76: Good Night, Gracie

76: Good Night, Gracie

From Chicken Soup for the Soul: Just Us Girls

Good Night, Gracie

Can miles truly separate you from friends… If you want to be with someone you love, aren’t you already there?

~Richard Bach

It’s not very often you meet someone who affords you the luxury of seeing life in a whole new light. The kind of friend that makes you wonder what you ever did without her.

Gracie and I have a friendship that defies explanation. I have always held the deepest belief that God works in mysterious ways. My friendship with Gracie is proof of that.

Our first conversation took place on a hot and muggy August afternoon. I received a call from a woman in Wyoming. She introduced herself as an advocate from a women’s shelter. My sister had moved to Wyoming months before and Gracie’s call was to inform me that she was helping my sister escape a potentially dangerous situation there. Gracie had helped my sister relocate to a safe house, and since my sister wasn’t allowed contact with her family, Gracie would now be the go-between who kept me up to speed on how my sister was doing.

It wasn’t easy since Wyoming was where the trouble was brewing and I was home in Chicago feeling helpless. But there was something about this soft-spoken woman that I liked. She brought a sense of calm to this volatile situation, which made it all the more devastating when, without warning, her phone calls stopped.

Even though her original reason for calling was traumatic, I found myself missing our long-distance interactions. And worst of all I had no explanation why the calls ended so abruptly.

Through some of our past conversations I had learned that we had much in common — the same stirrings, desires, and creative goals, and they were all tied together by a thread of Christian values.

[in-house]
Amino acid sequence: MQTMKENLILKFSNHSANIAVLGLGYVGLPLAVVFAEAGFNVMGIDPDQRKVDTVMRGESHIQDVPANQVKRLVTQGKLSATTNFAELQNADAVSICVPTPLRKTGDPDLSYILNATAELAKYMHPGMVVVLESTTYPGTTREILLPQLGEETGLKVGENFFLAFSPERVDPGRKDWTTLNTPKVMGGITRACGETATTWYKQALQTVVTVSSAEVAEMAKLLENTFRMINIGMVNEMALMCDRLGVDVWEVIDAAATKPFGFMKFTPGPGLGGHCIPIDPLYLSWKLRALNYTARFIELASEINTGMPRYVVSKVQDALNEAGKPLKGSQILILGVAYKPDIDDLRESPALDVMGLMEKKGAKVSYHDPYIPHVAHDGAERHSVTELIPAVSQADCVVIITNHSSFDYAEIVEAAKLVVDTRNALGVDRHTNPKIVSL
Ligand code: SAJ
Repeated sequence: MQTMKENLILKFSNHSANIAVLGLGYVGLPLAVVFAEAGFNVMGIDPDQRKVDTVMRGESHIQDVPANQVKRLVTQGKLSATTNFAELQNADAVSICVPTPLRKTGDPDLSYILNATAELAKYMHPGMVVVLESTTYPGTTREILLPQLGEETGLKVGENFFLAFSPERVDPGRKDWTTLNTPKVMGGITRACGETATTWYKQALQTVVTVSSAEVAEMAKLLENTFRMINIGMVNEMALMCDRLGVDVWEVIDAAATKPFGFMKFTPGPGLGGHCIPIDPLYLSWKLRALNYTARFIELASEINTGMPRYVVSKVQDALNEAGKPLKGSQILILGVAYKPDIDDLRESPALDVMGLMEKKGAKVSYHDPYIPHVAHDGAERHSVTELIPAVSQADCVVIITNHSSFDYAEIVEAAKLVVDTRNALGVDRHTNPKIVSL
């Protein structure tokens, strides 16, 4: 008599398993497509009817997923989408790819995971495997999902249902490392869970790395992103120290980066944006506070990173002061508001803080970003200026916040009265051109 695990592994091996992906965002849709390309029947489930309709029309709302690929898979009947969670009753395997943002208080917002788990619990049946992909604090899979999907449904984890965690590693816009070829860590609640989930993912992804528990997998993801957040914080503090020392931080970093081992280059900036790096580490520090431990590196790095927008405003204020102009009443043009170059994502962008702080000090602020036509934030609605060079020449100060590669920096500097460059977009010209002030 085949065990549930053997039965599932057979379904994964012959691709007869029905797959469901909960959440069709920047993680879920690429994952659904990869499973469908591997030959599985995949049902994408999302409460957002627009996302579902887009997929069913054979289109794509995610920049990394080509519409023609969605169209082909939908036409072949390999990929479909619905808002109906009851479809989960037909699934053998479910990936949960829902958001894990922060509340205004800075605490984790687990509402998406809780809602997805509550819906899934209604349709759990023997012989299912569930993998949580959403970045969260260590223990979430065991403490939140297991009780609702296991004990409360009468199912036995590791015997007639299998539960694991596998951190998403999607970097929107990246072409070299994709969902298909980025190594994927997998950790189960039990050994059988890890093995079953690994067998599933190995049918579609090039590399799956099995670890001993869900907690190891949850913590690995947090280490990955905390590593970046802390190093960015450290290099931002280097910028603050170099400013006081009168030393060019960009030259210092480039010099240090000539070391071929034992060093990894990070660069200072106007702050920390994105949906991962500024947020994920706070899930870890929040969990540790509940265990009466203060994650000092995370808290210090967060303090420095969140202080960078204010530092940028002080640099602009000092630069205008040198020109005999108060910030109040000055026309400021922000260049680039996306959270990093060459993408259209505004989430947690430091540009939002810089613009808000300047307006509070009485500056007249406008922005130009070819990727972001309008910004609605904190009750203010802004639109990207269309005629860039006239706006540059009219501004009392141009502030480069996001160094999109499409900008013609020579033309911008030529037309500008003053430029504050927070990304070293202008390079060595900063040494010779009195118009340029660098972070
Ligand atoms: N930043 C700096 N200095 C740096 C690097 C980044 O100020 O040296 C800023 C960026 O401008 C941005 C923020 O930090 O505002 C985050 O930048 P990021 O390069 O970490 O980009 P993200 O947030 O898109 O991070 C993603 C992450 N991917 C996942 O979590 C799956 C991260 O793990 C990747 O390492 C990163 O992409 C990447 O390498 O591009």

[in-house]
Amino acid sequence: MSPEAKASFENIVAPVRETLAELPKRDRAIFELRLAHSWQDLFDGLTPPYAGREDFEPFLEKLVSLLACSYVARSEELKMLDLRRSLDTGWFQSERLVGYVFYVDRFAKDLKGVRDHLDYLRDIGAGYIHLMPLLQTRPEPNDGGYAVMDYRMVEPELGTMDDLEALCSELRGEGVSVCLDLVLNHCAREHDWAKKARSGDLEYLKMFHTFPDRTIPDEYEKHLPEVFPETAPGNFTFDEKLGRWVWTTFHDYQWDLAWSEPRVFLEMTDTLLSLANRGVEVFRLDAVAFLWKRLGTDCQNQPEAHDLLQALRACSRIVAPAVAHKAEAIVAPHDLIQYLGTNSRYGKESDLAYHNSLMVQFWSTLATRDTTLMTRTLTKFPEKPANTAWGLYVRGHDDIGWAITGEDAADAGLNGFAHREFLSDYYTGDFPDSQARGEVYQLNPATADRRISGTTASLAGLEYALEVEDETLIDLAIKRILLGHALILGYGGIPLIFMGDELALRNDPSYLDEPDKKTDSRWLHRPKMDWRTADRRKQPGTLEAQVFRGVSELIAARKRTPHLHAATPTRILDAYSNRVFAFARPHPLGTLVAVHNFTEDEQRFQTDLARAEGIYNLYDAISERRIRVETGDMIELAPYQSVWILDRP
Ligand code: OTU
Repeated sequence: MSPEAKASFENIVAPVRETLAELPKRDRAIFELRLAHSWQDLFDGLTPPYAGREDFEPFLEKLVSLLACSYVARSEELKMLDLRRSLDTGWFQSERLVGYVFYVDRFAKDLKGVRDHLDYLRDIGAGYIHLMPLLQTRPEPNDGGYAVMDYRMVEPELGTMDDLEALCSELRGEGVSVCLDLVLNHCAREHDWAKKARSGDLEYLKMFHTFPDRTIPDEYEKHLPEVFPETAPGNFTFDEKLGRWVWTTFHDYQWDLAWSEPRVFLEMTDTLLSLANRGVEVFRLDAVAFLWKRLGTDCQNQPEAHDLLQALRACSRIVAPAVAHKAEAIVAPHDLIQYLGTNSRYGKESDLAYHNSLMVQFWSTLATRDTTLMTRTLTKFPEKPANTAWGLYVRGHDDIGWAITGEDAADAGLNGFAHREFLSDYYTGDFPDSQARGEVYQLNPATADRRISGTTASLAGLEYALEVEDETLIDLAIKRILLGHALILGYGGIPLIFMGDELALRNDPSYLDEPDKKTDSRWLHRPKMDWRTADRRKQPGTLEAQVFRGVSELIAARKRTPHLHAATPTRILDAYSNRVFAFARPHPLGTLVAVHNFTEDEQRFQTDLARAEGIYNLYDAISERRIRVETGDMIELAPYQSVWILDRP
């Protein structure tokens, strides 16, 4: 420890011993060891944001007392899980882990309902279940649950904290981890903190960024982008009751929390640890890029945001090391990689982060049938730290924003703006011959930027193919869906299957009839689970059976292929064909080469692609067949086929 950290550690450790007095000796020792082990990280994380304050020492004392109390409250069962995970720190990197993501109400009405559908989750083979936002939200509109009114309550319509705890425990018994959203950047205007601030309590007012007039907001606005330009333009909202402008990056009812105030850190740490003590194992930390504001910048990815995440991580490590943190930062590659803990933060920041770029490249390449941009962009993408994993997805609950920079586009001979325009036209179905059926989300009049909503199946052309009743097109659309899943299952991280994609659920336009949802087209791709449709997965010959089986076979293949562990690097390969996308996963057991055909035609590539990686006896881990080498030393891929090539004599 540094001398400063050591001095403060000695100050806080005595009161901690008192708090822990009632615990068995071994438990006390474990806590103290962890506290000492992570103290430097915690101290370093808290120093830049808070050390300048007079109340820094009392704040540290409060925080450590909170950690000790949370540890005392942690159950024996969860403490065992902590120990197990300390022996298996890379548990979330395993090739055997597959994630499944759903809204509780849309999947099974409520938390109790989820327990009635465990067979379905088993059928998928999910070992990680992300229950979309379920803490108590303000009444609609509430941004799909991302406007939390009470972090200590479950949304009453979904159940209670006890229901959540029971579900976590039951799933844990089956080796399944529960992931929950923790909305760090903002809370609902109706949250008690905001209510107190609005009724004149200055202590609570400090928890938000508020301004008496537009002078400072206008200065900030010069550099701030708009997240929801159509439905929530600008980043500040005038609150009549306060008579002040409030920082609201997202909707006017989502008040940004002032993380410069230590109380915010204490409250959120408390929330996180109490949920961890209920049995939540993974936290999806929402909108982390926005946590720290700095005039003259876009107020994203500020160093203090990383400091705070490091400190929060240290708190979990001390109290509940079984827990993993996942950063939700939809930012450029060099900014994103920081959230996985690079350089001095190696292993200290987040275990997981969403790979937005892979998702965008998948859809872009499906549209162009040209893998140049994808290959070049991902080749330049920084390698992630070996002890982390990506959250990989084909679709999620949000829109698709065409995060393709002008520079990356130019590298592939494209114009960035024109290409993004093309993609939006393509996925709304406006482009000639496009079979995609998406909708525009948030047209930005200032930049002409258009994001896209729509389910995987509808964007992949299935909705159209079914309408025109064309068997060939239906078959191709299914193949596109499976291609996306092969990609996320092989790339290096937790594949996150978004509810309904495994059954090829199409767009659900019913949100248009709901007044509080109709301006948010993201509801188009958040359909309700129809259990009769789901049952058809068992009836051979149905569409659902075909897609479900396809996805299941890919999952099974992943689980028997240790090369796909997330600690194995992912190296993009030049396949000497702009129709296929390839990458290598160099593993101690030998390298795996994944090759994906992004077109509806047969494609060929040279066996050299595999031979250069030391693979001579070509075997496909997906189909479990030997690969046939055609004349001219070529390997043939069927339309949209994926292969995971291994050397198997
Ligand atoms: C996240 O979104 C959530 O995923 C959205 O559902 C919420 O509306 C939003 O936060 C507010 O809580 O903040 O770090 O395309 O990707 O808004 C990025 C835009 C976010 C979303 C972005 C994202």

Now, with the phone silent between us, I had no choice but to rationalize that maybe under different circumstances, Gracie and I could’ve possibly been the best of friends.

Little did I know the chance would come about a month later.

One night, out of the blue, the phone rang and it was Gracie. This time her reason for calling was strictly personal. Thankfully the problem that had originally brought us together was now safely resolved. This time she wasn’t calling as an advocate for my sister. She was calling as a friend. The soft-spoken voice of a stranger became the familiar voice of someone special.

We soon went from dialing each other on the phone, to letting our fingers do the talking in e-mails after soaring phone bills caused my usually patient husband to bellow, “You called Wyoming HOW many times last month?”

We are two different women from two different worlds, connecting with the same spiritual and emotional hunger, quenched only by the bonding of our kindred hearts.

When our families are tucked into peaceful slumber, our cyberspace pajama parties convene, with the tap, tap, tapping on a computer keyboard that can be heard well into the night.

We are middle-aged women whose newfound friendship has brought out the kid in each of us. We are facing menopause with the vitality that’s usually reserved for giggling teenagers. Together we are laughing our way through graying hair, expanding waistlines and wrinkles that are multiplying faster than candles on a birthday cake.

We are learning that you are never too old to be young at heart.

Under different circumstances it’s doubtful our worlds would have ever collided.

Through the most tumultuous time of my life, Gracie helped me to ride out the darkness of a brutal storm and then returned to enjoy the beauty of its rainbow, a symbol of our deep and promising friendship.

It is sometimes hard to fathom how a woman I have never physically met has become the one friend I have been searching for all my life.

I begin each new day with a good morning e-mail to my dear friend in Wyoming. And each night, after all the doors are locked and the house is settled down in the quiet of sleep, I type in my final message of the evening. “Good night Gracie,” and with those three little words I thank God for the blessing of this long-distance friend.

Her friendship fuels my soul with a deep contentment that no amount of miles can diminish. And I know that, with God’s grace, we’ll continue to weave a lifetime of memories into a tapestry of everlasting friendship and love.

~Kathy Whirity

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